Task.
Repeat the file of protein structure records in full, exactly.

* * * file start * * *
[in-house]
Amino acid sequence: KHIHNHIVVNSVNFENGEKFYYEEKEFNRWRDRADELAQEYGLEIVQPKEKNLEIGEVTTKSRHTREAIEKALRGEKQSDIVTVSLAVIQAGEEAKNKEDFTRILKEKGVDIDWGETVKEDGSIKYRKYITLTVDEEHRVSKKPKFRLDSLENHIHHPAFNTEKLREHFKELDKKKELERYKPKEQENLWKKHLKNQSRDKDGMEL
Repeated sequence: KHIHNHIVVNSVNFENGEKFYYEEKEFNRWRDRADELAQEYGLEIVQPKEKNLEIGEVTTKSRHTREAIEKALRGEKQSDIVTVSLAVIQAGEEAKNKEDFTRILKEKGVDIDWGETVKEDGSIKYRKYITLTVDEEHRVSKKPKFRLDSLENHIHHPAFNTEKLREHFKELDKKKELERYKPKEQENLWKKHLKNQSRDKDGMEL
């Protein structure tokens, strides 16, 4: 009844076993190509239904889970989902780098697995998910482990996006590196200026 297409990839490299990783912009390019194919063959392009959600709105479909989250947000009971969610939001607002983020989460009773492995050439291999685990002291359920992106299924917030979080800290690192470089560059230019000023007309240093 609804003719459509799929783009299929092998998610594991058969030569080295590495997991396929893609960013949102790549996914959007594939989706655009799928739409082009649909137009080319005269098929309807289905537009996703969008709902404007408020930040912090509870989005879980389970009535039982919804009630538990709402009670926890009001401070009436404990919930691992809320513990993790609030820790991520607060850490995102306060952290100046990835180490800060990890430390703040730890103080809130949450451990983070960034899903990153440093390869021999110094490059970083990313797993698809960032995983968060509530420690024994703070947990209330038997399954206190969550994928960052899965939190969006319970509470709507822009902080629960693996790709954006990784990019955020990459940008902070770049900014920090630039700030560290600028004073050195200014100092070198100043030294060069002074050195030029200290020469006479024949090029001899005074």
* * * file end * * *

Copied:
[in-house]
Amino acid sequence: KHIHNHIVVNSVNFENGEKFYYEEKEFNRWRDRADELAQEYGLEIVQPKEKNLEIGEVTTKSRHTREAIEKALRGEKQSDIVTVSLAVIQAGEEAKNKEDFTRILKEKGVDIDWGETVKEDGSIKYRKYITLTVDEEHRVSKKPKFRLDSLENHIHHPAFNTEKLREHFKELDKKKELERYKPKEQENLWKKHLKNQSRDKDGMEL
Repeated sequence: KHIHNHIVVNSVNFENGEKFYYEEKEFNRWRDRADELAQEYGLEIVQPKEKNLEIGEVTTKSRHTREAIEKALRGEKQSDIVTVSLAVIQAGEEAKNKEDFTRILKEKGVDIDWGETVKEDGSIKYRKYITLTVDEEHRVSKKPKFRLDSLENHIHHPAFNTEKLREHFKELDKKKELERYKPKEQENLWKKHLKNQSRDKDGMEL
């Protein structure tokens, strides 16, 4: 009844076993190509239904889970989902780098697995998910482990996006590196200026 297409990839490299990783912009390019194919063959392009959600709105479909989250947000009971969610939001607002983020989460009773492995050439291999685990002291359920992106299924917030979080800290690192470089560059230019000023007309240093 609804003719459509799929783009299929092998998610594991058969030569080295590495997991396929893609960013949102790549996914959007594939989706655009799928739409082009649909137009080319005269098929309807289905537009996703969008709902404007408020930040912090509870989005879980389970009535039982919804009630538990709402009670926890009001401070009436404990919930691992809320513990993790609030820790991520607060850490995102306060952290100046990835180490800060990890430390703040730890103080809130949450451990983070960034899903990153440093390869021999110094490059970083990313797993698809960032995983968060509530420690024994703070947990209330038997399954206190969550994928960052899965939190969006319970509470709507822009902080629960693996790709954006990784990019955020990459940008902070770049900014920090630039700030560290600028004073050195200014100092070198100043030294060069002074050195030029200290020469006479024949090029001899005074």